| SEATTLE/BEIJING, March 17
SEATTLE/BEIJING, March 17 Microsoft Corp
is making its biggest push into the heavily pirated
Chinese consumer computing market this summer by offering free
upgrades to Windows 10 to all Windows users, regardless of
whether they are running genuine copies of the software.
The move is an unprecedented attempt by Microsoft to get
legitimate versions of its software onto machines of the
hundreds of millions of Windows users in China. Recent studies
show that three-quarters of all PC software is not properly
Terry Myerson, who runs Microsoft's operating systems unit,
announced the plan at the WinHEC technology conference in
"We are upgrading all qualified PCs, genuine and
non-genuine, to Windows 10," he said in a telephone interview
with Reuters. The plan is to "re-engage" with the hundreds of
millions of users of Windows in China, he said, without
Myerson said Windows 10 would be released globally sometime
"this summer". That is the first time Microsoft has put a time
frame on the release, although it has been expected in autumn,
based on Microsoft's release history.
Microsoft said in January it would offer free upgrades to
Windows 10 for users of Windows 7 or later in an attempt to hold
onto users and make up for lost revenue by selling services such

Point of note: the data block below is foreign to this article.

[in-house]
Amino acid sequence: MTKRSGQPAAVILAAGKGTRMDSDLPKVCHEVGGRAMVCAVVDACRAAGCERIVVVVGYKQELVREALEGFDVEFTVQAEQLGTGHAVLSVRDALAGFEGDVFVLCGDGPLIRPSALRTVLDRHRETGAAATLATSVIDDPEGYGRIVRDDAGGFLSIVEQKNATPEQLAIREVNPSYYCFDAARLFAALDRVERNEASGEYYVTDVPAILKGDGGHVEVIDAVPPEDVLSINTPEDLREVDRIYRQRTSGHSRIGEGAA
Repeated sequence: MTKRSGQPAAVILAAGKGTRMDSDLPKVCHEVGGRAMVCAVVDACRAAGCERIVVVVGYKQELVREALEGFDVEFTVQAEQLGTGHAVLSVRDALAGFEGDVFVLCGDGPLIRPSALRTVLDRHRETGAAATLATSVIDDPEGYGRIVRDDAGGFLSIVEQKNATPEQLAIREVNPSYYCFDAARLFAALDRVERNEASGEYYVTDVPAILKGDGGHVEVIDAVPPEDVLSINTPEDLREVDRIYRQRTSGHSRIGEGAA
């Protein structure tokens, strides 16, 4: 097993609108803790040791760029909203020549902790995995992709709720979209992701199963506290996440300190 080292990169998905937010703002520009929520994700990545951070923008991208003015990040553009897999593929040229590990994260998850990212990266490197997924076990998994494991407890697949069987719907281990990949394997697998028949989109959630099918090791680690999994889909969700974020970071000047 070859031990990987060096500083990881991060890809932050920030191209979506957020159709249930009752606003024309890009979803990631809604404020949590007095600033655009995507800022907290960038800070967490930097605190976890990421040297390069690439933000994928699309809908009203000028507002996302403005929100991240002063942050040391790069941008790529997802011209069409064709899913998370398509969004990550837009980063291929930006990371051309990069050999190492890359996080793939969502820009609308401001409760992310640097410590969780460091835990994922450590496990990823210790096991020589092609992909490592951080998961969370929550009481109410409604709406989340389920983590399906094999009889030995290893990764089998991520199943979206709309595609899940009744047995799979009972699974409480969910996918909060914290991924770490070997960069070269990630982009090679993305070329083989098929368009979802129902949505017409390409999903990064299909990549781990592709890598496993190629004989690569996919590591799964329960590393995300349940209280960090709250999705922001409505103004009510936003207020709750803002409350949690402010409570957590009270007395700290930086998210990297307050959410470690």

as Office over the Internet.
Microsoft is working with Lenovo Group Ltd, the
world's biggest PC maker, to help roll out Windows 10 in China
to current Windows users, Myerson said.
It also is offering Windows 10 through security company
Qihoo 360 Technology Co and Tencent Holdings Ltd
, China's biggest social networking company, which will
build a Windows 10 app that will work on smartphones and PCs for
its popular QQ gaming and messaging service. QQ has more than
800 million users.
Lenovo said in a statement that it will make phones running
Windows software, available through China Mobile, sometime later
Microsoft also said it is working with Chinese handset maker
Xiaomi Technology Co Ltd - which generally uses a form
of Google Inc's Android on its devices - to offer some
customers a test version of Windows 10 on their smartphones."
(Reporting by Bill Rigby; Editing by Ken Wills)